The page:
For instance, look at Google’s mission - To organize the world's information and make it universally accessible and useful. Another example is that of TED Talks – it’s as simple as – spread ideas. Yet another example is Kickstarter - To help bring creative projects to life. Such a simple and yet powerful organizational purpose can align employees and help you as a leader focus on your destination. While strategies and organizational structures keep changing in response to market changes, the purpose of the organization tends to be enduring and can keep organizations on the right track. So, that’s all about getting clarity of purpose.
Directing attention toward where it needs to go is a key role of leadership. Leadership talent lies in the ability to shift attention to the right place at the right time, sensing trends, emerging realities, and opportunities. As a leader, your field of attention—that is, the particular issues and goals you focus on—guides the attention of those who follow you, whether or not you explicitly articulate it. People around you make their choices about where to focus based on their perception of what matters to you as a leader.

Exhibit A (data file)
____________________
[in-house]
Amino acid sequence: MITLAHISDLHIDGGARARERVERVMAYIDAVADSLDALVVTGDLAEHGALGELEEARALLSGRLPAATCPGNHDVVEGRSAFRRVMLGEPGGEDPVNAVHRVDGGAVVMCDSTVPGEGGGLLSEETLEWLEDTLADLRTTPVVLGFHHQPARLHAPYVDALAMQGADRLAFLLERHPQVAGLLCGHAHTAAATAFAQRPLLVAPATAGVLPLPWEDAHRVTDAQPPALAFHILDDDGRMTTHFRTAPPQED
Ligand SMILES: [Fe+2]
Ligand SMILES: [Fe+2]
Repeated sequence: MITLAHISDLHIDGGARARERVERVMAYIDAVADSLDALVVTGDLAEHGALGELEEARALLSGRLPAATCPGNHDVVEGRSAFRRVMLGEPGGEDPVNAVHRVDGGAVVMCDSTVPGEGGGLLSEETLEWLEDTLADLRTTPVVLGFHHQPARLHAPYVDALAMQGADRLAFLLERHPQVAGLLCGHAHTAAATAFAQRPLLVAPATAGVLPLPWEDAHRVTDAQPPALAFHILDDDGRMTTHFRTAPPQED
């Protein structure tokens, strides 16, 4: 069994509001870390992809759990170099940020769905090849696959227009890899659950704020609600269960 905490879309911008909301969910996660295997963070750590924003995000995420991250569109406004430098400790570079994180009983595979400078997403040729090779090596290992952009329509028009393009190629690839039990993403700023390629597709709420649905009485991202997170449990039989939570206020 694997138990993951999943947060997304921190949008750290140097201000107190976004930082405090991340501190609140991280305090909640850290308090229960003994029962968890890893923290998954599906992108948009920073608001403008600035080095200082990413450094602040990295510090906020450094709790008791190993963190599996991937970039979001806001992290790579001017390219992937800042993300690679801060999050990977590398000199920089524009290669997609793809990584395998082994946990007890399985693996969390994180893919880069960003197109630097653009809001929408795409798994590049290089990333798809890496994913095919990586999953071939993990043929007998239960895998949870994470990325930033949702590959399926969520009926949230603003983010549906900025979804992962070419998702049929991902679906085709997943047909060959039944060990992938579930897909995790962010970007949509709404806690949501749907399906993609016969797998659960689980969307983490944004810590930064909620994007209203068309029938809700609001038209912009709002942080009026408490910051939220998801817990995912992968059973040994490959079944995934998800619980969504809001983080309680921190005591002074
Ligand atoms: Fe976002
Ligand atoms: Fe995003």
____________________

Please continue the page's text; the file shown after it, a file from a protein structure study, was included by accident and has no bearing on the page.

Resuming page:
This ripple effect puts an extra load of responsibility on you as a leader. You are guiding not just your own attention but, to a large extent, everyone else’s as well. When Steve Jobs returned to Apple in 1997, after having been ousted in 1984, he found that the company had a plethora of products— computers, peripheral products for computers, twelve different types of Macintosh. The company was floundering. His strategy was simple: focus. He decided that instead of dozens of products, they would concentrate on just four: one computer and one laptop each for two markets, consumer and professional. He saw that deciding what not to do is as important as deciding what to do. And the rest is history.